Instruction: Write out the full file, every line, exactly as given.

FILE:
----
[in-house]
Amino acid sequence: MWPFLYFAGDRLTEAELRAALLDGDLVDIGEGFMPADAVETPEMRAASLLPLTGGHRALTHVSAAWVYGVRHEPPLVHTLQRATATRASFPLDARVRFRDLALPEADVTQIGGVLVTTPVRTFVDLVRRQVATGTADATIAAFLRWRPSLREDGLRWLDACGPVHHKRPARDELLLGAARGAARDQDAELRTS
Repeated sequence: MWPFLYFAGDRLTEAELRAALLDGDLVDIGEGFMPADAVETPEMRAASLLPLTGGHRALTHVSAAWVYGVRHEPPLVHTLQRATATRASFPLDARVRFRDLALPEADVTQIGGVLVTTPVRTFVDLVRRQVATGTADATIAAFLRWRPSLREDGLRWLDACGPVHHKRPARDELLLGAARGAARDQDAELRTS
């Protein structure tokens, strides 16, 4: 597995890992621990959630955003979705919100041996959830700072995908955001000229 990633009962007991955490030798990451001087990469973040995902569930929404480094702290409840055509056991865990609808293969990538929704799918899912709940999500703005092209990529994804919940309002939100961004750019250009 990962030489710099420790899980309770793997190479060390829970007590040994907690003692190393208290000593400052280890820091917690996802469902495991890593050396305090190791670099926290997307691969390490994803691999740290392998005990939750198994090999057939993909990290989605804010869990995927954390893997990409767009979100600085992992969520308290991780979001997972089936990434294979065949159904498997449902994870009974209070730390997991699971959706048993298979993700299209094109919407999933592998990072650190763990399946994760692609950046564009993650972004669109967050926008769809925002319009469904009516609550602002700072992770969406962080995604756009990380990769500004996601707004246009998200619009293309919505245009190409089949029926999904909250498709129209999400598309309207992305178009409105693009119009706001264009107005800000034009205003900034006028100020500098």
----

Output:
[in-house]
Amino acid sequence: MWPFLYFAGDRLTEAELRAALLDGDLVDIGEGFMPADAVETPEMRAASLLPLTGGHRALTHVSAAWVYGVRHEPPLVHTLQRATATRASFPLDARVRFRDLALPEADVTQIGGVLVTTPVRTFVDLVRRQVATGTADATIAAFLRWRPSLREDGLRWLDACGPVHHKRPARDELLLGAARGAARDQDAELRTS
Repeated sequence: MWPFLYFAGDRLTEAELRAALLDGDLVDIGEGFMPADAVETPEMRAASLLPLTGGHRALTHVSAAWVYGVRHEPPLVHTLQRATATRASFPLDARVRFRDLALPEADVTQIGGVLVTTPVRTFVDLVRRQVATGTADATIAAFLRWRPSLREDGLRWLDACGPVHHKRPARDELLLGAARGAARDQDAELRTS
């Protein structure tokens, strides 16, 4: 597995890992621990959630955003979705919100041996959830700072995908955001000229 990633009962007991955490030798990451001087990469973040995902569930929404480094702290409840055509056991865990609808293969990538929704799918899912709940999500703005092209990529994804919940309002939100961004750019250009 990962030489710099420790899980309770793997190479060390829970007590040994907690003692190393208290000593400052280890820091917690996802469902495991890593050396305090190791670099926290997307691969390490994803691999740290392998005990939750198994090999057939993909990290989605804010869990995927954390893997990409767009979100600085992992969520308290991780979001997972089936990434294979065949159904498997449902994870009974209070730390997991699971959706048993298979993700299209094109919407999933592998990072650190763990399946994760692609950046564009993650972004669109967050926008769809925002319009469904009516609550602002700072992770969406962080995604756009990380990769500004996601707004246009998200619009293309919505245009190409089949029926999904909250498709129209999400598309309207992305178009409105693009119009706001264009107005800000034009205003900034006028100020500098």